8. I understand the Objectivist view of art is romanticism, that is life, the world and human beings as they ought to be represented in a concrete form. However, is there an Objectivist view of dystopian art? For example, before I was an Objectivst I made a series of artworks which depicted a destroyed city in a fairly abstract but recognizable way. For example: http://www.darkreavers.co.uk/portfolio_item.php?id=36 / http://www.darkreavers.co.uk/portfolio_item.php?id=32 This is clearly not romanticism, and perhaps not an Objectivist example of art. However does this mean it is "bad"? These pieces are a representation of Soviet Russia and Communism, so it is the intention that it portrays these things as ruinous and chaotic. This obviously fits with reality and with Objectivism, however does it constitute art? I would suggest that it is a visual form of satire, in the way that it examplifies the irrationality/evil etc. of Communism. I still very much like these images, and I think that is the reason why. Any thoughts?
  9. I ran a CS: Source clan for a couple of years, but we are moving over to Fortress Forever / Team Fortress 2 when they are released. We also play Guild Wars and played WoW for a while. http://www.darkreavers.co.uk/dkr
  10. Has anyone read "Race and Culture" by Thomas Sowell? The chapter titled "Race and Intelligence" is rather relevant, and he points out many examples where "racial differences" in IQ are matched by cultural/social differences, thereby invalidating the assertion that the "racial differences" are necessarily caused by genetics at all.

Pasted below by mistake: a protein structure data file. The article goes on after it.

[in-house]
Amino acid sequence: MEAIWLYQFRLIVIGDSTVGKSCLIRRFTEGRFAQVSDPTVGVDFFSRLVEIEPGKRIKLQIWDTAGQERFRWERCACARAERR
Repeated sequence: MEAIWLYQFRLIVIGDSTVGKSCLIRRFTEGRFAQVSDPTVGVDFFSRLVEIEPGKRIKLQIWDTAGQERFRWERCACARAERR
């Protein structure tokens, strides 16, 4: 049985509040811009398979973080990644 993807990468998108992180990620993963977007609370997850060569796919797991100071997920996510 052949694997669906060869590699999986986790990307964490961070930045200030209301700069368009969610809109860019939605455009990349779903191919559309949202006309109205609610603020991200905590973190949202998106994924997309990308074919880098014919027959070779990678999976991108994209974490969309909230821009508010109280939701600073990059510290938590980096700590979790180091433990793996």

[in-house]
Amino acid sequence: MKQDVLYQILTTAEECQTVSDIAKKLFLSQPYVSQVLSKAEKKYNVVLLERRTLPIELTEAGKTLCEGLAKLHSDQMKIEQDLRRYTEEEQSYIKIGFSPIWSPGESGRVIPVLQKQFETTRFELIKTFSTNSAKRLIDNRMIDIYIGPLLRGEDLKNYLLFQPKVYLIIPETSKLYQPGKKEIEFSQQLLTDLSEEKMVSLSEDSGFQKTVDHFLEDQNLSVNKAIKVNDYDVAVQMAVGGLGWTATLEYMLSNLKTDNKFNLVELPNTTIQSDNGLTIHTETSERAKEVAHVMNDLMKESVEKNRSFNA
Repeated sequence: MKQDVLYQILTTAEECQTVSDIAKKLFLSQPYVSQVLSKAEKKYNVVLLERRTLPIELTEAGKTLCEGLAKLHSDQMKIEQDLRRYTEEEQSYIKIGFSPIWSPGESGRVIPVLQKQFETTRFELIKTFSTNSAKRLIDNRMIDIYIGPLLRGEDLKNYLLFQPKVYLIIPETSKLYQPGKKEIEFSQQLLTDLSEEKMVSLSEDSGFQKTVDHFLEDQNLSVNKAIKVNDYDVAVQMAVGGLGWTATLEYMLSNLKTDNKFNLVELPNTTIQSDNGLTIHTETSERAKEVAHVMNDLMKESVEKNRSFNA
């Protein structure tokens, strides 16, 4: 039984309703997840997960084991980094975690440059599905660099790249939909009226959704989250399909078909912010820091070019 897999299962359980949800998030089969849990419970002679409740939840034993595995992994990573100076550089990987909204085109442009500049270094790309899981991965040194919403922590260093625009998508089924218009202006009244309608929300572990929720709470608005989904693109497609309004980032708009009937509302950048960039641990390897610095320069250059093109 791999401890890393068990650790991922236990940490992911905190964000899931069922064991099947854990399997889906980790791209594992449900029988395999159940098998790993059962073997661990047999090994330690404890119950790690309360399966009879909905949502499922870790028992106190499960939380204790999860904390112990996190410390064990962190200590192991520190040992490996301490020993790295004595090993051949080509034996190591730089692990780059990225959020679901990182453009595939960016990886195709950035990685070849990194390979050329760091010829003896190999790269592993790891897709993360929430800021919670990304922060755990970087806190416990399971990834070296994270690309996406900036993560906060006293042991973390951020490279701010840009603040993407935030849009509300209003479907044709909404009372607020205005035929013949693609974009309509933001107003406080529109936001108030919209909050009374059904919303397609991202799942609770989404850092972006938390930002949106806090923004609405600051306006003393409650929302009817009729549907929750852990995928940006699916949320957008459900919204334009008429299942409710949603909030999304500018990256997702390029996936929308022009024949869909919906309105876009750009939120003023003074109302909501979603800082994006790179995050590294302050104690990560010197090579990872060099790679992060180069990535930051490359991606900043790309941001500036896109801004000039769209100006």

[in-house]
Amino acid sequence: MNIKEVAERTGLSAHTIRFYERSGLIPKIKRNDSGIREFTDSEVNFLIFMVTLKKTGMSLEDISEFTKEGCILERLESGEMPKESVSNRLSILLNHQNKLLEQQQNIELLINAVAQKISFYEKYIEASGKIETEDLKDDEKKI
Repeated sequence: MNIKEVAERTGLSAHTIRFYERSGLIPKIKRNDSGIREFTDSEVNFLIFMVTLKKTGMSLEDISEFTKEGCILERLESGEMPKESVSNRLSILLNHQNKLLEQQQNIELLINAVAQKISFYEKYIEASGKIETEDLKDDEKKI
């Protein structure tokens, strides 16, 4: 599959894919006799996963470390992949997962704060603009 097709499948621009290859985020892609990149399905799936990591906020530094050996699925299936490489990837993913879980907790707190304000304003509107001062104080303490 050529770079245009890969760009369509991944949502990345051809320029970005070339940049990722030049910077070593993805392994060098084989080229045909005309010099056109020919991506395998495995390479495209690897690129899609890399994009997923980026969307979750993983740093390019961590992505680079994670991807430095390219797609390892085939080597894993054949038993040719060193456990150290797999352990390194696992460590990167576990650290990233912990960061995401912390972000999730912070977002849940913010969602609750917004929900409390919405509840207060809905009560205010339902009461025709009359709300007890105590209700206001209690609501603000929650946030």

11. Until the group "blacks" has some characteristics (i.e. it is defined), then there are no people in it.
  12. Isn't volition simply the ability to select the subject and degree of focus? We then make choices based on knowledge and understanding (or feeling - if one is an emotionalist) rather than a direct action --> reaction (instinct or reflex) as with other organisms. I believe Peikoff said that the choice to focus or not focus is irreducible (that might be what Hal was referring to).
  13. Woo thanks David that's a big help. I shall post if I get stuck again.
  14. Okay that helps. So is there anything that strikes anyone as wrong in how I've explained concept formation? Anything that needs adding / removing? Keeping in mind that it's meant to be an overview rather than an in depth write-up.
  15. I've been trying to write my own version of the basics of concept formation for my website, but I'm having a hard time finding the right words. Looking for some help with it. So far this is what I've got. Would a twenty foot tall helmet actually be a helmet at all? Can the measurements of a concept be potentially infinite, as long as the relationships between the measurements of the attributes chosen as similar in the first place remain the same?